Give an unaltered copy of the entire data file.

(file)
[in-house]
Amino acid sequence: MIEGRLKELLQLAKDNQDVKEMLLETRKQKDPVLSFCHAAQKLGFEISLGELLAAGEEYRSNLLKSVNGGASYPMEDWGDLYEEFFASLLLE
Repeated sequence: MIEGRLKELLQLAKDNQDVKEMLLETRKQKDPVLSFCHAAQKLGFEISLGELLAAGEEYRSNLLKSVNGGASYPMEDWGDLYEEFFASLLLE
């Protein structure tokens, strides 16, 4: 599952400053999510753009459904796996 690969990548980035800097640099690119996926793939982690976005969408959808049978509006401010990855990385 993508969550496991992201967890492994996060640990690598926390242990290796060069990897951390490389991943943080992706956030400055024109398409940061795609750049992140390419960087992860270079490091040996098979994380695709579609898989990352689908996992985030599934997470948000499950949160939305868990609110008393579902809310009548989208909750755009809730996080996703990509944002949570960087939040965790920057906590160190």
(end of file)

[in-house]
Amino acid sequence: MIEGRLKELLQLAKDNQDVKEMLLETRKQKDPVLSFCHAAQKLGFEISLGELLAAGEEYRSNLLKSVNGGASYPMEDWGDLYEEFFASLLLE
Repeated sequence: MIEGRLKELLQLAKDNQDVKEMLLETRKQKDPVLSFCHAAQKLGFEISLGELLAAGEEYRSNLLKSVNGGASYPMEDWGDLYEEFFASLLLE
């Protein structure tokens, strides 16, 4: 599952400053999510753009459904796996 690969990548980035800097640099690119996926793939982690976005969408959808049978509006401010990855990385 993508969550496991992201967890492994996060640990690598926390242990290796060069990897951390490389991943943080992706956030400055024109398409940061795609750049992140390419960087992860270079490091040996098979994380695709579609898989990352689908996992985030599934997470948000499950949160939305868990609110008393579902809310009548989208909750755009809730996080996703990509944002949570960087939040965790920057906590160190």